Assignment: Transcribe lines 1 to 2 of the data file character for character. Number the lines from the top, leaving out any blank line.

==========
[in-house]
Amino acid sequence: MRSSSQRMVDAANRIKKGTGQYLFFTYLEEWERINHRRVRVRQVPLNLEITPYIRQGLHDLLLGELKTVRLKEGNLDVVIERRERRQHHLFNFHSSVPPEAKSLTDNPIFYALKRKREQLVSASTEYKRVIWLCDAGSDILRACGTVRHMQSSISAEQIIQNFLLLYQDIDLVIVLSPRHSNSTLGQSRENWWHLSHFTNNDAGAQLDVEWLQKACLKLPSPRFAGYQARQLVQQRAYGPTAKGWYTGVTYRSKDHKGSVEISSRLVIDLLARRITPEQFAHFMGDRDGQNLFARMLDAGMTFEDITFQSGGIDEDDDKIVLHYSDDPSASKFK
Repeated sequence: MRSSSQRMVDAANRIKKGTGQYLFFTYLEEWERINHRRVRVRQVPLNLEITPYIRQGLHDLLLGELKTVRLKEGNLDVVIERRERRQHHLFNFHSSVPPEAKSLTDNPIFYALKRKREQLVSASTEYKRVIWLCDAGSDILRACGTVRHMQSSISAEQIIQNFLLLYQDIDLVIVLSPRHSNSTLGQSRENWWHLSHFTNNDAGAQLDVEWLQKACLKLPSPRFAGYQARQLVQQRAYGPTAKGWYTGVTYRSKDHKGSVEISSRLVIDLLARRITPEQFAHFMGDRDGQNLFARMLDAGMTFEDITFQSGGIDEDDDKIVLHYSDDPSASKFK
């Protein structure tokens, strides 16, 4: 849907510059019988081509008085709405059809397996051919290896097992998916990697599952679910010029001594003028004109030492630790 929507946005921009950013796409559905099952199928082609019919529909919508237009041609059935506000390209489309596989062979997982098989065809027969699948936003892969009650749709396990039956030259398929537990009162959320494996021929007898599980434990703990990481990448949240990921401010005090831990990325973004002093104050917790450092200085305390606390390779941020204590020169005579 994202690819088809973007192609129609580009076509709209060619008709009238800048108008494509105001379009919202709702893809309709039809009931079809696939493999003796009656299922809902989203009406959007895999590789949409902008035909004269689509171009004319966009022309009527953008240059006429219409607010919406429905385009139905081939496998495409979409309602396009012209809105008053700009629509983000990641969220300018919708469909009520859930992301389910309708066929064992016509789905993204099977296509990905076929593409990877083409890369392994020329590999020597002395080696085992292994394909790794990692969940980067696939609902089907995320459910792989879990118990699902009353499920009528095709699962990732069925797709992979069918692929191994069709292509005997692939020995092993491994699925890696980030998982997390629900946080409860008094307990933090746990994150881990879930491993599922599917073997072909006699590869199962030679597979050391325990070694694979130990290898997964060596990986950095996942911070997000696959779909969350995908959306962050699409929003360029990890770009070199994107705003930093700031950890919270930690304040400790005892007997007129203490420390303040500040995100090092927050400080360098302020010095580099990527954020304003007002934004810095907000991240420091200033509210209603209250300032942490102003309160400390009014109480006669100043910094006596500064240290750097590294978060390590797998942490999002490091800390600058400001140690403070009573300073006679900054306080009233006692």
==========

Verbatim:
[in-house]
Amino acid sequence: MRSSSQRMVDAANRIKKGTGQYLFFTYLEEWERINHRRVRVRQVPLNLEITPYIRQGLHDLLLGELKTVRLKEGNLDVVIERRERRQHHLFNFHSSVPPEAKSLTDNPIFYALKRKREQLVSASTEYKRVIWLCDAGSDILRACGTVRHMQSSISAEQIIQNFLLLYQDIDLVIVLSPRHSNSTLGQSRENWWHLSHFTNNDAGAQLDVEWLQKACLKLPSPRFAGYQARQLVQQRAYGPTAKGWYTGVTYRSKDHKGSVEISSRLVIDLLARRITPEQFAHFMGDRDGQNLFARMLDAGMTFEDITFQSGGIDEDDDKIVLHYSDDPSASKFK